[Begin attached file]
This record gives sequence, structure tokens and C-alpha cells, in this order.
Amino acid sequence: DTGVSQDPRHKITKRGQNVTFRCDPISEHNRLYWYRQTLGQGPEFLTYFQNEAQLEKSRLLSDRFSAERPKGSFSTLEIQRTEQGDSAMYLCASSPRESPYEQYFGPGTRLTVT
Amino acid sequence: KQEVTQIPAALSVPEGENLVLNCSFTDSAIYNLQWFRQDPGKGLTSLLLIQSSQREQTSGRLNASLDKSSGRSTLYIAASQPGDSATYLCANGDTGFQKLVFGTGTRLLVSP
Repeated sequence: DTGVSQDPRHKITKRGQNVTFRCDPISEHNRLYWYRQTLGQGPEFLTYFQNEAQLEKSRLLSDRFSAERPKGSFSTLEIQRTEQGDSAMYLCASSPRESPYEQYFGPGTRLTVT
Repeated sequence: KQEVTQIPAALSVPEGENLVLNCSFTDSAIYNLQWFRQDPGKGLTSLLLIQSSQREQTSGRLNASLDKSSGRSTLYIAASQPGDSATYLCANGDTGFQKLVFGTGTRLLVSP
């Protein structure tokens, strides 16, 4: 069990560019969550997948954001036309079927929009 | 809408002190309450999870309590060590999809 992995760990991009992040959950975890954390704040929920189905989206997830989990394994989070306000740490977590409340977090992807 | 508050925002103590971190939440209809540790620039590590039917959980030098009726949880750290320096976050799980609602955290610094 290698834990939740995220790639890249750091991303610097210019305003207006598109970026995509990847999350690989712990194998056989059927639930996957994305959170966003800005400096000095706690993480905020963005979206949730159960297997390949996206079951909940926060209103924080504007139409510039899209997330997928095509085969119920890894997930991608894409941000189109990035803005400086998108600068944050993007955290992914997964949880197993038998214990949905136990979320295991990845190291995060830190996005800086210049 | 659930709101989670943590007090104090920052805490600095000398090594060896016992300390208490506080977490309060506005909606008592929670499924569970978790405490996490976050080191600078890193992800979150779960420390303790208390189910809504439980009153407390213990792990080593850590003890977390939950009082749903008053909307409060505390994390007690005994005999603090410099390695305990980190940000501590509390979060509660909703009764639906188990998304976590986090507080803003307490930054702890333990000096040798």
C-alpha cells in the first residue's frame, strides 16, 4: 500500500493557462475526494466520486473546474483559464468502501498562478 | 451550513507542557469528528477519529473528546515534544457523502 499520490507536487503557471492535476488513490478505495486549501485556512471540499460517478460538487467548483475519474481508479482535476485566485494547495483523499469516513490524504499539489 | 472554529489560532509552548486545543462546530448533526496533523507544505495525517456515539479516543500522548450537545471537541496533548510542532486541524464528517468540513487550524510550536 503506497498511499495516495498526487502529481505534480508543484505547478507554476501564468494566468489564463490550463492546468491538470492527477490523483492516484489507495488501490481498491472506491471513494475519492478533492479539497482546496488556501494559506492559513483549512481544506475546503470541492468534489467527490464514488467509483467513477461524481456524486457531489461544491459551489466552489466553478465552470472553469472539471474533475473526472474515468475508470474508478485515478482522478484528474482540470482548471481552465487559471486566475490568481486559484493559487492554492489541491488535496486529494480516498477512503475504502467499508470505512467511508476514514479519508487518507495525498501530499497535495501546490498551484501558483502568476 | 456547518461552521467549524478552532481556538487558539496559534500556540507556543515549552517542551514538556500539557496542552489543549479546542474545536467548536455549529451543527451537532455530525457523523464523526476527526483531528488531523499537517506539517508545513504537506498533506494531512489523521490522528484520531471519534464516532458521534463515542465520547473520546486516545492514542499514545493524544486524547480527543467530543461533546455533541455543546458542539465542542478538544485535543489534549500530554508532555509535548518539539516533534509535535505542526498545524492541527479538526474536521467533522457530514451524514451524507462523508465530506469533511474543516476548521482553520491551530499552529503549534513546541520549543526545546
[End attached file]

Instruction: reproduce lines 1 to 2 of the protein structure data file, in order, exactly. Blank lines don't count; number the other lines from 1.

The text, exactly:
This record gives sequence, structure tokens and C-alpha cells, in this order.
Amino acid sequence: DTGVSQDPRHKITKRGQNVTFRCDPISEHNRLYWYRQTLGQGPEFLTYFQNEAQLEKSRLLSDRFSAERPKGSFSTLEIQRTEQGDSAMYLCASSPRESPYEQYFGPGTRLTVT